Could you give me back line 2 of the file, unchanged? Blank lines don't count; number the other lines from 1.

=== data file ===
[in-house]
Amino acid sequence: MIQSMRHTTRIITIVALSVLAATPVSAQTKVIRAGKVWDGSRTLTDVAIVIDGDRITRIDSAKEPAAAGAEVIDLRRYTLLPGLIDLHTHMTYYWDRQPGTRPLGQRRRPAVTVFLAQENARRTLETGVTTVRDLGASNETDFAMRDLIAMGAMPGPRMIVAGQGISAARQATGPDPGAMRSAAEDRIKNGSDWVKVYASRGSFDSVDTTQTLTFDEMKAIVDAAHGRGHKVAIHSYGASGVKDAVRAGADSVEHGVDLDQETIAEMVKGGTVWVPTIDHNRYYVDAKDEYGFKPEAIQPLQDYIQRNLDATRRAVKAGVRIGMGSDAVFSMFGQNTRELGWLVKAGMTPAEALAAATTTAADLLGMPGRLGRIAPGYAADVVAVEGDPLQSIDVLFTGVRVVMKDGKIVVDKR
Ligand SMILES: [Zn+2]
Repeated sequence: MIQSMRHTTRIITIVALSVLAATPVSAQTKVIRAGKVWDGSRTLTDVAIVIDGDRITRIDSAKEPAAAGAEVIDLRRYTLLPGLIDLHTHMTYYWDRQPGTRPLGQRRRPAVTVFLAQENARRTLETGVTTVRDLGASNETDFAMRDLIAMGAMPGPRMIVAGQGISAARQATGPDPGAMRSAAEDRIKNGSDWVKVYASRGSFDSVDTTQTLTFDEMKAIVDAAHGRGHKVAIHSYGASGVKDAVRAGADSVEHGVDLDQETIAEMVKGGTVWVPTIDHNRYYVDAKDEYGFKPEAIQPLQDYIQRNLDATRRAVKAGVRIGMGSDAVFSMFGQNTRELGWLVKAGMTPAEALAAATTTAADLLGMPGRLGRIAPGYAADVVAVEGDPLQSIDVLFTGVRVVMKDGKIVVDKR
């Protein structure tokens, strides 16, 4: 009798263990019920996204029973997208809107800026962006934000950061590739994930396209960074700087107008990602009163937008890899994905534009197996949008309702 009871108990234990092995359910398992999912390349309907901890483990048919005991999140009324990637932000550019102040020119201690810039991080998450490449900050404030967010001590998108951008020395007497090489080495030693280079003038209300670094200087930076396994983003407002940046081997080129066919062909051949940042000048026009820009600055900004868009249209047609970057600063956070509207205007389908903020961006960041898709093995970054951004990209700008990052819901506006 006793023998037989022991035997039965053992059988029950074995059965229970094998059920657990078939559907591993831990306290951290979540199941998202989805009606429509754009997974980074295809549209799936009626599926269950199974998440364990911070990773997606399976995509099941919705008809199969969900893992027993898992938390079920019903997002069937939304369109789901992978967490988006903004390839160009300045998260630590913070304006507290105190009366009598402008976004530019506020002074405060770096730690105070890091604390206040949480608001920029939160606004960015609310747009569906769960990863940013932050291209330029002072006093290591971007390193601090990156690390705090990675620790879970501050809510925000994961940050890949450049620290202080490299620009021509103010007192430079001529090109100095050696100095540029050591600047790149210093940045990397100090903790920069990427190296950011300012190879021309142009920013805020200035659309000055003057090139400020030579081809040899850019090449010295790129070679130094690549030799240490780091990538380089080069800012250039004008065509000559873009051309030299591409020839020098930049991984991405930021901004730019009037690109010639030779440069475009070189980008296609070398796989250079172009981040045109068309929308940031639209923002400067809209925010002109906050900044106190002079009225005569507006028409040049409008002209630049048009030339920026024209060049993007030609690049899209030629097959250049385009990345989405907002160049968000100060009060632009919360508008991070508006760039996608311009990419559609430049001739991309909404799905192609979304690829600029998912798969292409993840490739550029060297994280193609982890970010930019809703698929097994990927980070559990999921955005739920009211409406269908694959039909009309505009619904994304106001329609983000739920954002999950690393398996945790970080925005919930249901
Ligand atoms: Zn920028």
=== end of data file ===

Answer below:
Amino acid sequence: MIQSMRHTTRIITIVALSVLAATPVSAQTKVIRAGKVWDGSRTLTDVAIVIDGDRITRIDSAKEPAAAGAEVIDLRRYTLLPGLIDLHTHMTYYWDRQPGTRPLGQRRRPAVTVFLAQENARRTLETGVTTVRDLGASNETDFAMRDLIAMGAMPGPRMIVAGQGISAARQATGPDPGAMRSAAEDRIKNGSDWVKVYASRGSFDSVDTTQTLTFDEMKAIVDAAHGRGHKVAIHSYGASGVKDAVRAGADSVEHGVDLDQETIAEMVKGGTVWVPTIDHNRYYVDAKDEYGFKPEAIQPLQDYIQRNLDATRRAVKAGVRIGMGSDAVFSMFGQNTRELGWLVKAGMTPAEALAAATTTAADLLGMPGRLGRIAPGYAADVVAVEGDPLQSIDVLFTGVRVVMKDGKIVVDKR